I’d like to see the context of Mr. Molinist’s statement, because I’ve read his papers on that topic and you clearly aren’t understanding his point.
Moreover, your insistence that there can only be ONE interpretation/meaning of a particular linguistic construction raises huge red flags for me. (I don’t think you have a background in the basics of linguistics, or you wouldn’t make such a bizarre claim.)
Besides, even in the text of the HMT there are two passages, if I recall, where an ordinal number is used with YOM and it is NOT a “literal 24-hour day”. Hosea 6:1-2 comes to mind.
I vaguely recall another in Joel. There may be one in Daniel, but I’m just shooting from the hip on this. However, NONE of these really matters because the underlying claim of a “rule of grammar” about “an ordinal number with YOM” has been debunked nearly every time some Young Earth Creationist has used it to demand that Genesis 1 refer to six 24hour days.
Of course, it is also irrelevant for other reasons: EVEN IF some rule demanded some “literal meaning” of YOM in Genesis 1, that wouldn’t prevent that literal meaning (i.e., the dictionary meaning) to be applied to a poetic structure/genre. Genesis is clearly structured as a “creation hymn” composed of a chiastic 3+3 YOM outline where the author communicates that for YHWH God, all of creation was created by him in something as modest a single human work-week. (“For God, it’s all in a day’s work. That is how powerful he is!”) And for each YOM of the work-week God trumps (and thereby dominates) a pagan god/goddess of the surrounding pagan cultures. That is, YHWH created the water and the land. YHWH created the animals of the land and fish of the sea and the birds of areas, each a DOMAIN which other neighboring religions attributed to some deity in a pantheon.
The “Creation Hymn” even provides an obvious CHORUS for each day of that workweek: “And the evening and the morning was the Nth YOM.” That would be a tiresome repetition in a prose narrative of an historical event. But it makes complete sense in a Creation Hymn honoring the God of Israel. (Indeed, that is why it introduces the Pentateuch, the Books of Moses. The history of God’s people must begin with a preface, a basic background to the central “character” of the Torah: YHWH, the Creator God of Israel.)
When Carl Sagan used the “Cosmic Calendar” to explain the history of the universe and the relative time-scales involved, he chose to use the analogy of a single year of 12 months and 365 days. He used the words “year”, “months” and “days” exactly as their literal definitions in the dictionary would demand. But the “Cosmic Calendar” uses “literal definitions” of the time words to explain by analogy something much bigger. When Sagan said that life on earth began in September, he used words which all had “literal meanings”, but the audience understood that he was saying “If we are living at midnight following December 31 and the Big Bang began on January 1 at 12:00:00 in the morning, then dinosaurs ruled the earth on Christmas Day.” Was Sagan referring to the “literal meaning” of Christmas Day? Yes, in the sense that one MUST understand the literal meaning of Christmas Day to know that most dinosaurs lived around the 361st day of the world’s calendar. (“Literal” refers to a major definition of a word found in the dictionary. But that doesn’t mean that it can’t be applied in higher level structures of communication.)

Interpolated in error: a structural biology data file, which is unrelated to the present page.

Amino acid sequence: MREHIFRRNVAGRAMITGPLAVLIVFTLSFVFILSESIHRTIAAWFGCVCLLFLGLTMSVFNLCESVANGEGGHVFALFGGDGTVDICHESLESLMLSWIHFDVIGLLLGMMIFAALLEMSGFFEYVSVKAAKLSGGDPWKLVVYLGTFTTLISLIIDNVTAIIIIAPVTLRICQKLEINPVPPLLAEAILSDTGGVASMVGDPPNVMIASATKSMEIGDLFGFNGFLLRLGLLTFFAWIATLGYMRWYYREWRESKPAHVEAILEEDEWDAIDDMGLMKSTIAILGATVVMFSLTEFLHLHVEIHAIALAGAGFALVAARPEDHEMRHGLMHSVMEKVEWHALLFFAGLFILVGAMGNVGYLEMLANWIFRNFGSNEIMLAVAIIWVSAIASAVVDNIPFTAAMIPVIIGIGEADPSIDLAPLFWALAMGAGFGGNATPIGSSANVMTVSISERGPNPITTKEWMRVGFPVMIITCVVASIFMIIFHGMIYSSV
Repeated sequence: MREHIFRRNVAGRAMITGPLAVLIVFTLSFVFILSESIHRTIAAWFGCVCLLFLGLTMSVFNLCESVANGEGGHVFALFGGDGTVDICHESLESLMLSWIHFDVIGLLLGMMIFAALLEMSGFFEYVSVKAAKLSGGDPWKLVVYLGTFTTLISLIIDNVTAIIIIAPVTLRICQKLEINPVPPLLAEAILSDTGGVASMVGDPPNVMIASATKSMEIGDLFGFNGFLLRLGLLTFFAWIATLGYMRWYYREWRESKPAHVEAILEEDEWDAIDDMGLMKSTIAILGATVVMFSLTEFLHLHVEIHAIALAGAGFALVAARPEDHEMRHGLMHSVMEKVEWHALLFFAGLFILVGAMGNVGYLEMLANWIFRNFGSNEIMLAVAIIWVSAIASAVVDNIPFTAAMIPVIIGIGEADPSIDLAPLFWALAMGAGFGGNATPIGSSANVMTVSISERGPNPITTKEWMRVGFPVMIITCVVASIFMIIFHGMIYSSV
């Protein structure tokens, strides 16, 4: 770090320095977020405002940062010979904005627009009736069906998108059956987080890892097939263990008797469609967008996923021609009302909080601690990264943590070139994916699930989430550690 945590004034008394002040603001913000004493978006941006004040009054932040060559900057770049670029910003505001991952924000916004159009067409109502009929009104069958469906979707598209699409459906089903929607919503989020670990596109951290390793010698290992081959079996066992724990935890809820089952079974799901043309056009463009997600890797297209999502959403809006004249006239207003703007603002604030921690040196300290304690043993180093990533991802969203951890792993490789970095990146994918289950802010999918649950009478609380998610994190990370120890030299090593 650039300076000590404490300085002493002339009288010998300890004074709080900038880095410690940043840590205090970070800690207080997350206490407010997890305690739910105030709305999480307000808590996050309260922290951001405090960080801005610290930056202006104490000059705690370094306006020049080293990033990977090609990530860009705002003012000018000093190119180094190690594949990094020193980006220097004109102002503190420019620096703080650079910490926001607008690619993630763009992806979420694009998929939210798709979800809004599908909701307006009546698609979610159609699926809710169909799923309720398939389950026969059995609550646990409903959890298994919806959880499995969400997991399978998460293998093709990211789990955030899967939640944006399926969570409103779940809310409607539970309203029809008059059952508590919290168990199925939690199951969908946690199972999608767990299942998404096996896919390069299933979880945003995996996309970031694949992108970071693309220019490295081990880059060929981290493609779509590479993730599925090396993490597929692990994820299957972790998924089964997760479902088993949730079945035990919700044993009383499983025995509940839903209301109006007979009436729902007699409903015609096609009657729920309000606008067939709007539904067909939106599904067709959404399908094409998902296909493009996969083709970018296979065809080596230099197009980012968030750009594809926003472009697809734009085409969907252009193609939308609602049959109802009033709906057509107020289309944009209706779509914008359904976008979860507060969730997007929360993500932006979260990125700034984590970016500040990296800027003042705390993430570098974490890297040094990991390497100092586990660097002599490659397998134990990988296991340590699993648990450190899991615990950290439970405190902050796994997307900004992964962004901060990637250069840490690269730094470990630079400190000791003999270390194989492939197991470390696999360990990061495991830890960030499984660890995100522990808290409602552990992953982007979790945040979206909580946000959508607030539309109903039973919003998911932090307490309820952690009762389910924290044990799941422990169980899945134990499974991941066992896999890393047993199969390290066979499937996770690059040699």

Matt, I understand where you are coming from because I come from a Young Earth Creationist background. But as a young professor, I had no idea the diverse ways in which various cultures convey their views and explanations of history. Indeed, the ancient Hebrews had far less interest in chronology than we do. It seems obvious to you that Genesis 1 is “Here is exactly what happened in a 144-hour period long ago when God made everything.” but those with different cultural backgrounds would be baffled and say, “What??? Why do you think this text is a history of a single week containing a rigid chronology of God’s deeds? It is obvious to me that Genesis 1 is mainly saying ‘God made everything’ and 'Each of six spheres that the gods of the pagan nations around Israel governed, GOD RULES THEM ALL because he has no equal and isn’t part of a pantheon. God supercedes all other gods you’ve heard people mention!”
I do understand how hard to believe this idea can be. Not until I had a lot of experience in ancient texts and religious studies did I realize that what I thought was obvious in the text (due to my exposure to rigid traditions) was not so obvious at all. Accordingly, if I could travel back in time, I doubt that I could convince my 1965 self (a cocky, sure-of-himself professor) of his ignorance and that some day he would be aware of far more evidence that would force him to realize that the ancients may have had far different intentions for GENESIS 1 than what I assumed at that time.